where k1 and k2 denote the intrinsic thermal conductivities of the matrix and the second phase material, respectively, and v1 and v2 denote the volume fraction of the matrix and the second phase material in the composites, respectively. The intrinsic thermal conductivity of SiC is 225 W/(m·K) [14], which is much higher than that of the Sm2Zr2O7 matrix. The added SiC will result in higher photon thermal conductivity of the composites than that of Sm2Zr2O7. Figure 8 shows the radiation transfer process in different samples. When the size of SiC particle is 2 μm, the effect of SiC on photon scattering is limited. Due to the higher thermal conductivity of SiC, the photon thermal conductivity of the composites increases significantly. The photon thermal conductivity of the composites increases with the increase of SiC content. When the SiC particle size is 10 and 15 μm, the particle size is larger than the photon wavelength of gas at high temperatures, which can cause the photon scattering. The photon scattering caused by SiC increases when the SiC content increases from 2 vol% to 5 vol%, and the photon thermal conductivity of the composites decreases. When SiC content is 10 vol%, the photon thermal conductivity of composites increases significantly due to the higher photon thermal conductivity of SiC. Therefore, the composite with SiC content of 5 vol% has the lowest photon thermal conductivity.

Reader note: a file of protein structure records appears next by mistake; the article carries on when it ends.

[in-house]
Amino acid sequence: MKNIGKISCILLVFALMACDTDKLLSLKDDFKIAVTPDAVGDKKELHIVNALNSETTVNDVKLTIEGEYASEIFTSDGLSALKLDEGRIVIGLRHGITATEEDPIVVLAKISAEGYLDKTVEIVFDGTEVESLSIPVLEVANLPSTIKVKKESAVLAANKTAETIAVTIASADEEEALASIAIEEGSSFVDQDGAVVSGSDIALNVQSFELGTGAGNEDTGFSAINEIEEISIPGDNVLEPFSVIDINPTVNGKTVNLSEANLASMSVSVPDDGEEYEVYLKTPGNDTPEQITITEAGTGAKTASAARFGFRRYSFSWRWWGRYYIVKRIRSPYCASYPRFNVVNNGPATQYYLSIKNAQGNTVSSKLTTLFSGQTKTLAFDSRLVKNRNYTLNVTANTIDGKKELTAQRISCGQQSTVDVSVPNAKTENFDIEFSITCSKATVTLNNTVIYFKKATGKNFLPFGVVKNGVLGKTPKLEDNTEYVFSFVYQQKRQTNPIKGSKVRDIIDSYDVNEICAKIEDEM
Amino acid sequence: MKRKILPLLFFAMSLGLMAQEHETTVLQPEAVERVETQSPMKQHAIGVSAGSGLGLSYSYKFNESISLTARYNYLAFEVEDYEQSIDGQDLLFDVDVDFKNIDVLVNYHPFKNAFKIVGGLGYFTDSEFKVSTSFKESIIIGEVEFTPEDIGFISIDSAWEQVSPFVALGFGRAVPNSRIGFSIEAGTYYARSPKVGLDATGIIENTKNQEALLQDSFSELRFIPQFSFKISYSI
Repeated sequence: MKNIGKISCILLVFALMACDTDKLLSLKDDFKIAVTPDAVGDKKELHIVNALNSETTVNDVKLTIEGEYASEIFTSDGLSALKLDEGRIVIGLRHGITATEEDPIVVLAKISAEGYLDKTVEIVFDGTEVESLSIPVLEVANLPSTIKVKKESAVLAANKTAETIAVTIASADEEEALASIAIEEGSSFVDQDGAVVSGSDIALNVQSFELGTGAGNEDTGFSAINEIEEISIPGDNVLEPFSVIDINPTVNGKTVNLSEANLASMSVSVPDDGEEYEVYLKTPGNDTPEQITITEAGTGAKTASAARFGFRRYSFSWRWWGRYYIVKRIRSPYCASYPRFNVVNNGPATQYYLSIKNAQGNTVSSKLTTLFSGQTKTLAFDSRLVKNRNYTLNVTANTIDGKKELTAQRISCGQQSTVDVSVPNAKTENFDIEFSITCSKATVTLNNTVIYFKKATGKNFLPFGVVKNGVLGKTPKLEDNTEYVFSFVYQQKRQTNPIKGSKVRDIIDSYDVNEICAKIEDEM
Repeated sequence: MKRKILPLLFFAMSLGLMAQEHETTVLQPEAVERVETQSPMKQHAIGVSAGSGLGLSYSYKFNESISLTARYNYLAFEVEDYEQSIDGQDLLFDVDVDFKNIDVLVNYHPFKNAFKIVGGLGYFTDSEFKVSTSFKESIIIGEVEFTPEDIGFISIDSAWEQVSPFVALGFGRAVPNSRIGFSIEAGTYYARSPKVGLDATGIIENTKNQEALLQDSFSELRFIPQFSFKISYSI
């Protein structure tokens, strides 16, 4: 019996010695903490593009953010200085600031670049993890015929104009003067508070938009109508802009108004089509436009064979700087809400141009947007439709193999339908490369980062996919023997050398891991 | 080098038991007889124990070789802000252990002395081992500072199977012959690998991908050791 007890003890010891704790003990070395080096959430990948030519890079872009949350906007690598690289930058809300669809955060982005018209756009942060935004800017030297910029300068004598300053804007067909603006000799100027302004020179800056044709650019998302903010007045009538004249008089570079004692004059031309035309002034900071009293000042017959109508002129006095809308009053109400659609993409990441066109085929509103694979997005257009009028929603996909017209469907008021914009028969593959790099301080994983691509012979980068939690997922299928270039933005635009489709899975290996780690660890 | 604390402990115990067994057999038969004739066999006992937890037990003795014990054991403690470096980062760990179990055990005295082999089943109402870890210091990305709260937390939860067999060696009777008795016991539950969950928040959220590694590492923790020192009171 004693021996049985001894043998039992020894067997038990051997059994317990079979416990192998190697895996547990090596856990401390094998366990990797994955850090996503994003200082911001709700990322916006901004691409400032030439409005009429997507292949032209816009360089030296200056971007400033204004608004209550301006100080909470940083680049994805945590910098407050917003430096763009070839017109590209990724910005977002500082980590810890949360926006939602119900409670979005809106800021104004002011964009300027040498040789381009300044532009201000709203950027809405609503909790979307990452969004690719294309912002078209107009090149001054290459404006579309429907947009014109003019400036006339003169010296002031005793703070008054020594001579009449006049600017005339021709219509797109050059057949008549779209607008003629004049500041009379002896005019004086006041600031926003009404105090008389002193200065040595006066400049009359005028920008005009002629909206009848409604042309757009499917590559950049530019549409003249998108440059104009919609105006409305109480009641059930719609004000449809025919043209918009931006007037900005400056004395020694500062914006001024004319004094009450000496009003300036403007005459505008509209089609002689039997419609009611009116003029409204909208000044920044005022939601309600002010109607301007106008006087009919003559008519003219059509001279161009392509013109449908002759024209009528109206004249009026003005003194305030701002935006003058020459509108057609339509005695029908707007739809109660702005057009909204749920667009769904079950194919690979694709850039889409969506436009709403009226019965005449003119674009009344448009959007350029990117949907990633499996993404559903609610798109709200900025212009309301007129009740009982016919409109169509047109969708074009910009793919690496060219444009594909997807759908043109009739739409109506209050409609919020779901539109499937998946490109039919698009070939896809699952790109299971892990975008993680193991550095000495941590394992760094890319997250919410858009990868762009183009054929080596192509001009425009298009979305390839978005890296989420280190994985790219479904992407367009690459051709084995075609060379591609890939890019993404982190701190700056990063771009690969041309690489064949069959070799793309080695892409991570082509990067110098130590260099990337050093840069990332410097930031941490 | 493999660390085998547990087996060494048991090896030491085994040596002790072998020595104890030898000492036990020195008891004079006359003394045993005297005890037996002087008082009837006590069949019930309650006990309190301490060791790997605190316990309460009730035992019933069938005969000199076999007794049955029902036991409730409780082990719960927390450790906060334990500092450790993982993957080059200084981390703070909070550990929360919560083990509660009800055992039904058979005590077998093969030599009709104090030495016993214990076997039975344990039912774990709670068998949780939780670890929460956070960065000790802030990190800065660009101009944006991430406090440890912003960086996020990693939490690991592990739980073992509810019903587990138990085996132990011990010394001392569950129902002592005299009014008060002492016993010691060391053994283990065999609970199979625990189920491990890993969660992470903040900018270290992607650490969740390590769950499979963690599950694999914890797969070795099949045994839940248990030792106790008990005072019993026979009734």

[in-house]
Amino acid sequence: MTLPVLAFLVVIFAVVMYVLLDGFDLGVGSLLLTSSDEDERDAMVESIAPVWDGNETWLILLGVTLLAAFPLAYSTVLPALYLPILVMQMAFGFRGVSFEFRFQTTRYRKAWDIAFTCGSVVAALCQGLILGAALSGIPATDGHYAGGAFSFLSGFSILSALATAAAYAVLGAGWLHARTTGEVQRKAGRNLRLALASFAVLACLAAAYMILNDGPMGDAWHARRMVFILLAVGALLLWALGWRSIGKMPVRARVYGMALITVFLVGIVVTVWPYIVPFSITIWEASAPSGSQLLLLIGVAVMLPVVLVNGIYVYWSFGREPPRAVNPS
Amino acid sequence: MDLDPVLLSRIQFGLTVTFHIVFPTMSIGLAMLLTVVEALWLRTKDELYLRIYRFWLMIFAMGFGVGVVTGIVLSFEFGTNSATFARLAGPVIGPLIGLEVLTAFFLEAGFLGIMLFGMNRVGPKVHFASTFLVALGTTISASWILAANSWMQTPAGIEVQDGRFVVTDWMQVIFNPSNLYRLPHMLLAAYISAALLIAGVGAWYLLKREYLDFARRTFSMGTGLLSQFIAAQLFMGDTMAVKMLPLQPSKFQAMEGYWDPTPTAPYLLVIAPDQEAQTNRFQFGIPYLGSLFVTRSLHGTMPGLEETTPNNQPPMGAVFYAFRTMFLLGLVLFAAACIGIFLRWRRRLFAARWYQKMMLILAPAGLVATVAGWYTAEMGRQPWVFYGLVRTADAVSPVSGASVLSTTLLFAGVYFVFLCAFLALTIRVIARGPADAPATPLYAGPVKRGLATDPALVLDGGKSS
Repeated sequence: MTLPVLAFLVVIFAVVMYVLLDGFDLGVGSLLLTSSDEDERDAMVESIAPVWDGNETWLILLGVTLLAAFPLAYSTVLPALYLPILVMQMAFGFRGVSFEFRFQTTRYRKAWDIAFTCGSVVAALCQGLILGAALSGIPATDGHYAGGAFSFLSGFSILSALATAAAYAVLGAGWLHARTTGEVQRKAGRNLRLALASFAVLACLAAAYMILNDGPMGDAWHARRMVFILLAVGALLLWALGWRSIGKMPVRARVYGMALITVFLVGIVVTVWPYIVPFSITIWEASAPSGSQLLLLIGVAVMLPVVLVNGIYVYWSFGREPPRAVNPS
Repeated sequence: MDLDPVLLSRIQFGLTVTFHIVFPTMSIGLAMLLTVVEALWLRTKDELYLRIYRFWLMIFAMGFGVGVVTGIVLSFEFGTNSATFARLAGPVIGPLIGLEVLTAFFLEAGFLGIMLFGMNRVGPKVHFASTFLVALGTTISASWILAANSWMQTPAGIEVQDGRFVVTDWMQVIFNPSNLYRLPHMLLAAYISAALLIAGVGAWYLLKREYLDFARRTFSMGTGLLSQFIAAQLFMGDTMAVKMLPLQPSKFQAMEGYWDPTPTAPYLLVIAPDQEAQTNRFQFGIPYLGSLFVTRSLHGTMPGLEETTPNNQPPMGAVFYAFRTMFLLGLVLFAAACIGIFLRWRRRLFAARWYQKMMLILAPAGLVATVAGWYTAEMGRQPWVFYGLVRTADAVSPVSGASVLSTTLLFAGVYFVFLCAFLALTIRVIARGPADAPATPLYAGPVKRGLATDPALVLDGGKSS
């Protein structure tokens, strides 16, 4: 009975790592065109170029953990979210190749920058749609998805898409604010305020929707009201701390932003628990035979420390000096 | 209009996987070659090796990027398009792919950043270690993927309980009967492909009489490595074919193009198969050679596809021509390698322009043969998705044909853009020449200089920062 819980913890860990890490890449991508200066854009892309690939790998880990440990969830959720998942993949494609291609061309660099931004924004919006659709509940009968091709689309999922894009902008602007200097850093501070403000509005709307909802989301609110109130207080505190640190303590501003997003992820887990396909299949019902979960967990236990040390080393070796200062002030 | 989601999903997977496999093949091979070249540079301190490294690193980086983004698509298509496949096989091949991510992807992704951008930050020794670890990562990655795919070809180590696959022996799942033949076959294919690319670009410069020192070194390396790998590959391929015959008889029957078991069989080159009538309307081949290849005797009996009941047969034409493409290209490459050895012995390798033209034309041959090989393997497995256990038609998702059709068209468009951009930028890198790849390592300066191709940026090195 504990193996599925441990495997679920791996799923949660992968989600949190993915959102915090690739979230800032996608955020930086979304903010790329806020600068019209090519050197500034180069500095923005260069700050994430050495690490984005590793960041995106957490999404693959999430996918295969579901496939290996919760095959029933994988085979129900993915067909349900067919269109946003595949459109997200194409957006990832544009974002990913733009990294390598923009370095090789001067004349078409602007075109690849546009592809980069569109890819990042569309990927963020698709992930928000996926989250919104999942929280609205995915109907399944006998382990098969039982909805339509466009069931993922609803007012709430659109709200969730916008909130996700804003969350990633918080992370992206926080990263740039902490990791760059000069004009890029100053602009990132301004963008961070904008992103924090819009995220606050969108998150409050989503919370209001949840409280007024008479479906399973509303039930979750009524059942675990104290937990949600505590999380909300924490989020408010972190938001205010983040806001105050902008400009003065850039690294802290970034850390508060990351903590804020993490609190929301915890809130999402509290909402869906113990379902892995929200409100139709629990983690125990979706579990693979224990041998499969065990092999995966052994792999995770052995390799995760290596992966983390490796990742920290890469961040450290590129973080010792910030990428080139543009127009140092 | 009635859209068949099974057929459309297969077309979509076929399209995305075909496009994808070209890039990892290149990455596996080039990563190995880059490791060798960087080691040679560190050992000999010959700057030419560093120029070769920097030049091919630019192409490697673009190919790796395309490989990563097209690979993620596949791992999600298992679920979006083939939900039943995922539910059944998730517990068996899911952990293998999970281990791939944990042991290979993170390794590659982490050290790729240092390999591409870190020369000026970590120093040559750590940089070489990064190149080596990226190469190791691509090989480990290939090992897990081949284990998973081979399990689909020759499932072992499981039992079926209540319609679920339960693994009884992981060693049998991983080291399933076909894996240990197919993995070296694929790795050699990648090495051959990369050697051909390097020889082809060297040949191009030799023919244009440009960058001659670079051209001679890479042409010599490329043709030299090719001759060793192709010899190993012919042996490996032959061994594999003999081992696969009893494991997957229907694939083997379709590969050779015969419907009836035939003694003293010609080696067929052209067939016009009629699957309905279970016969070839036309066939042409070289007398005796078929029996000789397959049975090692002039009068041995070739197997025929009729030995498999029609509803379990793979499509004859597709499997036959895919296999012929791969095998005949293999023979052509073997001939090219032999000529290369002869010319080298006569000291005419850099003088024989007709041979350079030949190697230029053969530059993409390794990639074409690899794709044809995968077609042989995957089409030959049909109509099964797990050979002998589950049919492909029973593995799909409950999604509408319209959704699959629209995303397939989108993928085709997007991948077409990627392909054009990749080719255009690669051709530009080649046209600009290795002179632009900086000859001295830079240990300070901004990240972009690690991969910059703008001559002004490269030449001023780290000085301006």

Fig. 8 Schematic diagram of radiation transfer with (a) different SiC content and (b) different SiC size.